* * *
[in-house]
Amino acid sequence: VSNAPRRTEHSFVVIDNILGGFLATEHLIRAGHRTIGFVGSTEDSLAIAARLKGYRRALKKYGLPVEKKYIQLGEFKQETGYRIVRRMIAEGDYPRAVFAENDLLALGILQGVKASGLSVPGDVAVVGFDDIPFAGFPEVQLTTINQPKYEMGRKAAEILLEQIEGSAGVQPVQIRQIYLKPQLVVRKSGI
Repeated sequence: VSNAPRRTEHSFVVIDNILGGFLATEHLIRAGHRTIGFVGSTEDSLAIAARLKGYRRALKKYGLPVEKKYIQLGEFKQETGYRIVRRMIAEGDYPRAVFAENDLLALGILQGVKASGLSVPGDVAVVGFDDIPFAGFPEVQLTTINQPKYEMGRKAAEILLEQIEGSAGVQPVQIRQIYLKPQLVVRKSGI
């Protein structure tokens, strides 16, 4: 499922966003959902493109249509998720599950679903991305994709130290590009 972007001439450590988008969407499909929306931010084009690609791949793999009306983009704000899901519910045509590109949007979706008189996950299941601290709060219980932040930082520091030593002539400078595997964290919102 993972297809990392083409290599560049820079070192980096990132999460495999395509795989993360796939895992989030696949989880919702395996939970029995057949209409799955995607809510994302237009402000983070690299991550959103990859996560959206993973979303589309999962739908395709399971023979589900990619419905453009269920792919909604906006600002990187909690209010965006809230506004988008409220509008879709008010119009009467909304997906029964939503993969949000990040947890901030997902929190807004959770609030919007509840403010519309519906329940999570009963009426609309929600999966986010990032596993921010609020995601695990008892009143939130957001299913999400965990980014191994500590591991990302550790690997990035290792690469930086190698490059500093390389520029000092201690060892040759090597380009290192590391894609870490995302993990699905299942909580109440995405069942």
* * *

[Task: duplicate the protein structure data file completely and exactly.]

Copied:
[in-house]
Amino acid sequence: VSNAPRRTEHSFVVIDNILGGFLATEHLIRAGHRTIGFVGSTEDSLAIAARLKGYRRALKKYGLPVEKKYIQLGEFKQETGYRIVRRMIAEGDYPRAVFAENDLLALGILQGVKASGLSVPGDVAVVGFDDIPFAGFPEVQLTTINQPKYEMGRKAAEILLEQIEGSAGVQPVQIRQIYLKPQLVVRKSGI
Repeated sequence: VSNAPRRTEHSFVVIDNILGGFLATEHLIRAGHRTIGFVGSTEDSLAIAARLKGYRRALKKYGLPVEKKYIQLGEFKQETGYRIVRRMIAEGDYPRAVFAENDLLALGILQGVKASGLSVPGDVAVVGFDDIPFAGFPEVQLTTINQPKYEMGRKAAEILLEQIEGSAGVQPVQIRQIYLKPQLVVRKSGI
């Protein structure tokens, strides 16, 4: 499922966003959902493109249509998720599950679903991305994709130290590009 972007001439450590988008969407499909929306931010084009690609791949793999009306983009704000899901519910045509590109949007979706008189996950299941601290709060219980932040930082520091030593002539400078595997964290919102 993972297809990392083409290599560049820079070192980096990132999460495999395509795989993360796939895992989030696949989880919702395996939970029995057949209409799955995607809510994302237009402000983070690299991550959103990859996560959206993973979303589309999962739908395709399971023979589900990619419905453009269920792919909604906006600002990187909690209010965006809230506004988008409220509008879709008010119009009467909304997906029964939503993969949000990040947890901030997902929190807004959770609030919007509840403010519309519906329940999570009963009426609309929600999966986010990032596993921010609020995601695990008892009143939130957001299913999400965990980014191994500590591991990302550790690997990035290792690469930086190698490059500093390389520029000092201690060892040759090597380009290192590391894609870490995302993990699905299942909580109440995405069942």